Lately I have been spending time looking at Bibles for our children. We have a tradition of giving Bibles to first graders and fifth graders, and because of COVID we have not given Bibles to children for three years - we have some catching up to do. On December 11th we will give Bibles to 14 children!
It had been three years since I had ordered Bibles, and so I decided to investigate some choices. Choosing Bibles for children is more complicated than you would think. As Progressive Christians, we want our children to learn the stories of our faith, and we want them to learn these stories in a way that is developmentally sensitive. We are a people who know God best through stories - and the miracle of the Bible is that the stories are so old and so new and so layered and so full of the goodness and the darkness of human nature - that they are not the stories of dead people - the stories themselves are alive, and wherever we are in life we hear them differently. Most of us learn these stories when we are children, when we hear them as simple, literal facts. But the older we get, the less literal the stories become, and suddenly they are rich with truths and questions. I think the longer we live, the more these simple stories speak to the parts of life that break our hearts, and the parts that give us a deep meaningful joy. And the story of Jesus and the stories of Jesus shape our consciences and our imaginations and our hearts - if we let them.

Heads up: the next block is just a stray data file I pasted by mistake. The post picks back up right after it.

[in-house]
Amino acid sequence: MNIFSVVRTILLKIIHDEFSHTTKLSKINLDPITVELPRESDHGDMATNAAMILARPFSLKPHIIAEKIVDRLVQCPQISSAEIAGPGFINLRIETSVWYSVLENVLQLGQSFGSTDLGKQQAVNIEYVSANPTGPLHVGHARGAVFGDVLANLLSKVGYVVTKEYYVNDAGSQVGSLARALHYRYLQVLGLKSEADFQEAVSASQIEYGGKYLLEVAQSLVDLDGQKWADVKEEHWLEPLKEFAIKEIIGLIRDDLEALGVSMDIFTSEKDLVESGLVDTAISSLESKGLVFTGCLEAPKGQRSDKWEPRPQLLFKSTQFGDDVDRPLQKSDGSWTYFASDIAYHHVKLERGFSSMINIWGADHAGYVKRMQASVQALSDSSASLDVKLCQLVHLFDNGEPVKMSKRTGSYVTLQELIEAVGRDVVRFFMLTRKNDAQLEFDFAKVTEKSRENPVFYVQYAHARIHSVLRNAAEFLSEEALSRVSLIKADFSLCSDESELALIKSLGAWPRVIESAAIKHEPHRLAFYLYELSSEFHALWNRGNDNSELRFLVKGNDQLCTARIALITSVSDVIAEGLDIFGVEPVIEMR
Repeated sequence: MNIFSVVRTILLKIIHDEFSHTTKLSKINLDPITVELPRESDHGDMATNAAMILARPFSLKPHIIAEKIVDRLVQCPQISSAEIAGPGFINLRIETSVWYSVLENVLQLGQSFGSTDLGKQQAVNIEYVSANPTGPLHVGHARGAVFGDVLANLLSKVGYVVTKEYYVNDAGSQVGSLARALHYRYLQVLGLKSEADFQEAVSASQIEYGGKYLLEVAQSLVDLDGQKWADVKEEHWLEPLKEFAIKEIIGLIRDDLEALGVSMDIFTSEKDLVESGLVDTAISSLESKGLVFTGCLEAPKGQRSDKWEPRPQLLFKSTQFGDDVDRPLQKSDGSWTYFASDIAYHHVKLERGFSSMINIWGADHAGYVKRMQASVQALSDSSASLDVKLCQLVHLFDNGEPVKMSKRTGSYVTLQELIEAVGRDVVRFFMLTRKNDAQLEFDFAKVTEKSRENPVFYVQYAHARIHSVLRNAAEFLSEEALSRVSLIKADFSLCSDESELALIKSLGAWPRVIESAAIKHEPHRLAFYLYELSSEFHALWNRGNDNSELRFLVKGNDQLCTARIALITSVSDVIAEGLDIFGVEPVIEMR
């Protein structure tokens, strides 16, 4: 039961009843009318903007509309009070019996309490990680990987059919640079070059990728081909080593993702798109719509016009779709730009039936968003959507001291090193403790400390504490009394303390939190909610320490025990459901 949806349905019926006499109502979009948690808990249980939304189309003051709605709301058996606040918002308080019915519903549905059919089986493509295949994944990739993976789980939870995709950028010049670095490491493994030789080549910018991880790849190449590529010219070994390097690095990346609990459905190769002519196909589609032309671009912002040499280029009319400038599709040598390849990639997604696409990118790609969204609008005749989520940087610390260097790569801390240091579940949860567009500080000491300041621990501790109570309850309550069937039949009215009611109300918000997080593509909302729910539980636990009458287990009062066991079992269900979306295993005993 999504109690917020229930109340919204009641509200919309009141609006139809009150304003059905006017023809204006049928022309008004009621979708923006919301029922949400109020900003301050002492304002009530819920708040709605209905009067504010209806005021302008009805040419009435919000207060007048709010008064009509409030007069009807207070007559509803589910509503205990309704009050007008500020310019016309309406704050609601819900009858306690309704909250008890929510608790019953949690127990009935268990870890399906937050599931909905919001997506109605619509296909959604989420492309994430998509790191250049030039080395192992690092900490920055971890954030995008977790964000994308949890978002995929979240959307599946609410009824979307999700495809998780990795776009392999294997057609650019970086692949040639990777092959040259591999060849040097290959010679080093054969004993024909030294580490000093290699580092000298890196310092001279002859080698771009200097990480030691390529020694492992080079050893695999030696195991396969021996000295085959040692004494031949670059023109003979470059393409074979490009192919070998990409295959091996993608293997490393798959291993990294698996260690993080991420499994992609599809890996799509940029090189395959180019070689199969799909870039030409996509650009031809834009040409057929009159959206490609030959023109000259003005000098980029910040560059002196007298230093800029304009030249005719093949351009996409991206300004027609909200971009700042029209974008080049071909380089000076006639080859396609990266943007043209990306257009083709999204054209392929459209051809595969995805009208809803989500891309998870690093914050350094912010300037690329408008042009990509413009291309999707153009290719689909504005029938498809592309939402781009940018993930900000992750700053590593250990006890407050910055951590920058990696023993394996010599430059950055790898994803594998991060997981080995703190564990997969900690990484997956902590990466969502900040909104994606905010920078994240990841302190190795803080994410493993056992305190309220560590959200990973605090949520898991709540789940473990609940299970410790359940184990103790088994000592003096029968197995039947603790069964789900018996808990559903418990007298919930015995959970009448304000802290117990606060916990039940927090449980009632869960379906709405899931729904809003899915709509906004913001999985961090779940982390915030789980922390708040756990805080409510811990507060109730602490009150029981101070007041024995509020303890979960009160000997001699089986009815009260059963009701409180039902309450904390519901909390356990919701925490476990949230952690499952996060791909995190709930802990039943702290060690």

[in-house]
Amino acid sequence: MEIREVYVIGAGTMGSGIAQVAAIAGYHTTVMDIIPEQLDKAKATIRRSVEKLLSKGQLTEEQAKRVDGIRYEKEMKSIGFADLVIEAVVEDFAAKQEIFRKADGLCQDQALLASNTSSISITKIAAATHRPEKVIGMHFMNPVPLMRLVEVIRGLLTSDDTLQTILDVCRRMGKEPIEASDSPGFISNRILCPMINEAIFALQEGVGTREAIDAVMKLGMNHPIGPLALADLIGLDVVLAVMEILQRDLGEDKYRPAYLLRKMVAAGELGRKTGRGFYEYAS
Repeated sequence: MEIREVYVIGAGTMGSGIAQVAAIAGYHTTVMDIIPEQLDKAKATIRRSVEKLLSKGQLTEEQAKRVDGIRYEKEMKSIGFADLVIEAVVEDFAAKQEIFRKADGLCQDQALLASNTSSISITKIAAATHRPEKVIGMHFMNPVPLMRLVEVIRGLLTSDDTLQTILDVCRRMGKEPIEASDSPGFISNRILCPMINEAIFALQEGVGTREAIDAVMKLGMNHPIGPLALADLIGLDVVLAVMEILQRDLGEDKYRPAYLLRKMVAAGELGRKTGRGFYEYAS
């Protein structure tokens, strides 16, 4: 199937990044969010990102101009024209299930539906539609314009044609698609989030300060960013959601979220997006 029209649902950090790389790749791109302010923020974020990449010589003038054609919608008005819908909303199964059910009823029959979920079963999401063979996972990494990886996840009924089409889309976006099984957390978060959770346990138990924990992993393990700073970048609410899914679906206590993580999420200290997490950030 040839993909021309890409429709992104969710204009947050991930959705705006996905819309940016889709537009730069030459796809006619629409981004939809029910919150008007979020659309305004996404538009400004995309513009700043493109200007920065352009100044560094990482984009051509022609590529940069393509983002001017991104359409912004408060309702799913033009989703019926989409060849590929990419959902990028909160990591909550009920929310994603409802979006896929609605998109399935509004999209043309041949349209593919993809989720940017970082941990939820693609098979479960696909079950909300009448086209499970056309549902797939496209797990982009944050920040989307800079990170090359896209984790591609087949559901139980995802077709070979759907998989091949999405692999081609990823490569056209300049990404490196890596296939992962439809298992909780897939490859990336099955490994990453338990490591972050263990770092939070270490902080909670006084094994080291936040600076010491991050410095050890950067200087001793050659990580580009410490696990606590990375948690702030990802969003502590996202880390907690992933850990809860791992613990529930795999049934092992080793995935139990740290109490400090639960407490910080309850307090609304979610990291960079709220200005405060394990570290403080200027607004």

So choosing a Bible for a child is important. We want our children to learn the stories in a way that leans away from literalism and towards mystery. For the first graders, I chose Bible called, "The Jesus Storybook: Every Story Whispers His Name" written by Sally Lloyd-Jones. I love this Bible because it is truly a storybook - telling both Old and New Testament stories with a goal of connecting all of the Bible to the life of Jesus. For the fifth graders, I found a new edition of a Bible we had gifted in the past, "The Illustrated Children's Bible" by Selina Hastings. This Bible is better suited for the older kids - the stories are set in a context of the geography, culture, and history of their time, with a helpful section about how the Bible came about. And we will give our youth a copy of Eugene Peterson's "The Message" as their first adult Bible when they are confirmed.
When I chose the "Jesus Storybook" Bible for the youngest children, I was moved by the words the author used to describe the beginning of the story of Jesus. Having set the context of the people of Israel and their long time waiting for a Messiah, Sally Lloyd-Jones uses this beautiful poetic language to teach of the moment when God came to earth in the baby Jesus.
He's Here. The Nativity, from Luke 1-2
Everything was ready, The moment God had been waiting for was here at last! God was coming to help his people, just as he promised in the beginning. But how would he come? What would he be like? What would he do?
Mountains would have bowed down. Seas would have roared. Trees would have clapped their hands. But the earth held its breath.
As silent as snow falling, he came in. And when no one was looking, in the darkness, he came.
I wish I could give each of you a "Jesus Storybook Bible" so you could hear the story of the birth of Jesus - told by a master story teller for a child hearing it for the first time. Those of us who are adults on the outside could perhaps experience God again for the very first time in the epic narrative of God's incarnation in a baby. Wouldn't that be a gift?